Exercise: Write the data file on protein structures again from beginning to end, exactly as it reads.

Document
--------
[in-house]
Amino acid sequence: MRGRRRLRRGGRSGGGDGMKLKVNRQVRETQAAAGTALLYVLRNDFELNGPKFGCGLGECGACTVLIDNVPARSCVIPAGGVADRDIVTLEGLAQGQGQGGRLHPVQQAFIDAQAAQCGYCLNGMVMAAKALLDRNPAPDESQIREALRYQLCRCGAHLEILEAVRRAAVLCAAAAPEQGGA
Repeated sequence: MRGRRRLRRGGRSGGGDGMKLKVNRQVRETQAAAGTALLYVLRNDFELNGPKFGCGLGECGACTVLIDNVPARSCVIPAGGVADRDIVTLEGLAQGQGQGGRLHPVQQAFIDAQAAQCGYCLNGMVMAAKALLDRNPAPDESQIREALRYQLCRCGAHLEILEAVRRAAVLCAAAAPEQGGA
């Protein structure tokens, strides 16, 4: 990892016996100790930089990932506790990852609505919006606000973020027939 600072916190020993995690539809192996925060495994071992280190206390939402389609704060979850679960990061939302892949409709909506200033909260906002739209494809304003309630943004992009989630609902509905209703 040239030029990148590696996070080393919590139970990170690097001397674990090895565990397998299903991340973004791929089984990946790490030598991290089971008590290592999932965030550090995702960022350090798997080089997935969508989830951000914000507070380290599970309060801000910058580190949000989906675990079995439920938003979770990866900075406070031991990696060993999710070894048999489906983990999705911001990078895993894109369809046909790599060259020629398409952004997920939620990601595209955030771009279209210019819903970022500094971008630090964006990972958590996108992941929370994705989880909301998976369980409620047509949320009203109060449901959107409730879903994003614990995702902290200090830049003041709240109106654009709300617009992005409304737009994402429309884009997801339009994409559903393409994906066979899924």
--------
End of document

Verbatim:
[in-house]
Amino acid sequence: MRGRRRLRRGGRSGGGDGMKLKVNRQVRETQAAAGTALLYVLRNDFELNGPKFGCGLGECGACTVLIDNVPARSCVIPAGGVADRDIVTLEGLAQGQGQGGRLHPVQQAFIDAQAAQCGYCLNGMVMAAKALLDRNPAPDESQIREALRYQLCRCGAHLEILEAVRRAAVLCAAAAPEQGGA
Repeated sequence: MRGRRRLRRGGRSGGGDGMKLKVNRQVRETQAAAGTALLYVLRNDFELNGPKFGCGLGECGACTVLIDNVPARSCVIPAGGVADRDIVTLEGLAQGQGQGGRLHPVQQAFIDAQAAQCGYCLNGMVMAAKALLDRNPAPDESQIREALRYQLCRCGAHLEILEAVRRAAVLCAAAAPEQGGA
């Protein structure tokens, strides 16, 4: 990892016996100790930089990932506790990852609505919006606000973020027939 600072916190020993995690539809192996925060495994071992280190206390939402389609704060979850679960990061939302892949409709909506200033909260906002739209494809304003309630943004992009989630609902509905209703 040239030029990148590696996070080393919590139970990170690097001397674990090895565990397998299903991340973004791929089984990946790490030598991290089971008590290592999932965030550090995702960022350090798997080089997935969508989830951000914000507070380290599970309060801000910058580190949000989906675990079995439920938003979770990866900075406070031991990696060993999710070894048999489906983990999705911001990078895993894109369809046909790599060259020629398409952004997920939620990601595209955030771009279209210019819903970022500094971008630090964006990972958590996108992941929370994705989880909301998976369980409620047509949320009203109060449901959107409730879903994003614990995702902290200090830049003041709240109106654009709300617009992005409304737009994402429309884009997801339009994409559903393409994906066979899924």